If you are a Christian business owner and don’t want to offer coverage for abortifacient contraceptives in your health care plan for your employees, you may end up in court. If you are Christian photographer or baker, and you refuse to do a same-sex marriage on the grounds of moral conscience, you will likely be sued and perhaps forced to close your business.
These examples might not seem like much persecution (unless you’re the business owner). It’s not being thrown in jail for preaching the gospel. It’s more subtle. It’s a slow, intolerant gnawing away at the moral convictions of us sheep. We are the proverbial frog in the kettle, and the heat is being turned up slowly.
Brother will deliver brother over to death, and the father his child, and children will rise against parents and have them put to death.
It hasn’t reached the point of death yet in our culture (it has in other cultures) but, the gospel can and does break up families. There is family breakdown and betrayal because of Jesus and the message of the kingdom. It may happen in more subtle ways right now. Maybe it’s happened to you. A brother or sister who won’t talk to you anymore. Parents who are tired of you talking to them about Jesus. Children who have walked away from the truth and no longer talk to you because they don’t want to hear what you have to say. Jesus is clear in verses 34-37 that he brings a sword even to families. Being a Christian may cost you family relationships, and Jesus is crystal clear about that. Be careful you don’t idolize the family lest the sword cut down your idol.
and you will be hated by all for my name's sake.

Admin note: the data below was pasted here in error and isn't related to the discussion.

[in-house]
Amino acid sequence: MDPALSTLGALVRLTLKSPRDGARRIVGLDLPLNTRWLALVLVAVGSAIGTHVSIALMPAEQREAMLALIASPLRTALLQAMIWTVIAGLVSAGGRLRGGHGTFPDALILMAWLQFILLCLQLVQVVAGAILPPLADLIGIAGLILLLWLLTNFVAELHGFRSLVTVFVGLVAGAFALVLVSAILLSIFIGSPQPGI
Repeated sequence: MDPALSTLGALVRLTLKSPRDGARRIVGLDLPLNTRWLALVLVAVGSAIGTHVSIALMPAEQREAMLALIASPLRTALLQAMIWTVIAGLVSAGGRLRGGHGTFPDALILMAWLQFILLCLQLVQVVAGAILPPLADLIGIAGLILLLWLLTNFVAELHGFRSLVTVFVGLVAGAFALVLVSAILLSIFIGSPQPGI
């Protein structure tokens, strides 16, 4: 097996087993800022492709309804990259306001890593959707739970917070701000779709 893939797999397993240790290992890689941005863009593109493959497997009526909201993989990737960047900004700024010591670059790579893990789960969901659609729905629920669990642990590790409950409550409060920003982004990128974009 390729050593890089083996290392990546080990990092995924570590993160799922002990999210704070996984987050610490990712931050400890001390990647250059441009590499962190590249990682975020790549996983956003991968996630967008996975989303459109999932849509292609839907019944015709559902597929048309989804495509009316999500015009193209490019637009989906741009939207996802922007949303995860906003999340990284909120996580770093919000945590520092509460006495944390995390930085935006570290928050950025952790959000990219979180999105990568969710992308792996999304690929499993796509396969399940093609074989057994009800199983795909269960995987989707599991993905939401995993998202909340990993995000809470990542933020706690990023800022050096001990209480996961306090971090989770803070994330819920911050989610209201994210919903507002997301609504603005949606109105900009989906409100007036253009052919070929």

Popular atheist authors are not satisfied simply stating their case for why they reject God, they often accuse religion, especially Christianity, of being the root cause of most evil, war, and poverty in the world. They don’t just disagree with us, they hate us. These are not fringe weirdos doing this, they’re intelligent and articulate and their books are regular bestsellers.
A disciple is not above his teacher, nor a servant above his master. It is enough for the disciple to be like his teacher, and the servant like his master. If they have called the master of the house Beelzebul, how much more will they malign those of his household.
in vss 24-25 Jesus lays down a principle and then applies that principle. The principle is that "A disciple is not above his teacher, nor a servant above his master. It is enough for the disciple to be like his teacher, and the servant like his master." Now here’s the application:"If they have called the master of the house Beelzebul, how much more will they malign those of his household."
Jesus is alluding to what the Pharisees will actually do to him. In Matthew 12:24, after Jesus had just cast out a demon, the Pharisees said of him, “It is only by Beelzebul, the prince of demons, that this man casts out demons.” This name “Beelzebul” was a name commonly used in Jesus' time in reference to Satan, the prince of demons. They were saying that Jesus was possessed by Satan. All Jesus is saying is, “If that’s what they say about me, you can expect the same.”
And do not fear those who kill the body but cannot kill the soul. Rather fear him who can destroy both soul and body in hell.
The implication here is that some of us will be killed. This has been happening throughout the history of the church. It’s happening today in many parts of the world. It’s not happening here yet, but don’t deceive yourself that it can’t or won’t.
Or, why should we be happily bold in our testimony anyway?
Let’s begin in vs. 26: “So have no fear of them.” What? After what you just said, Jesus, how am I not supposed to fear them? I’m afraid enough when I think that I just won’t be liked or accepted by my classmates or at the office. But now you’re talking even worse stuff than that? How can you say have no fear of them? How do sheep go out into the midst of wolves and have no fear?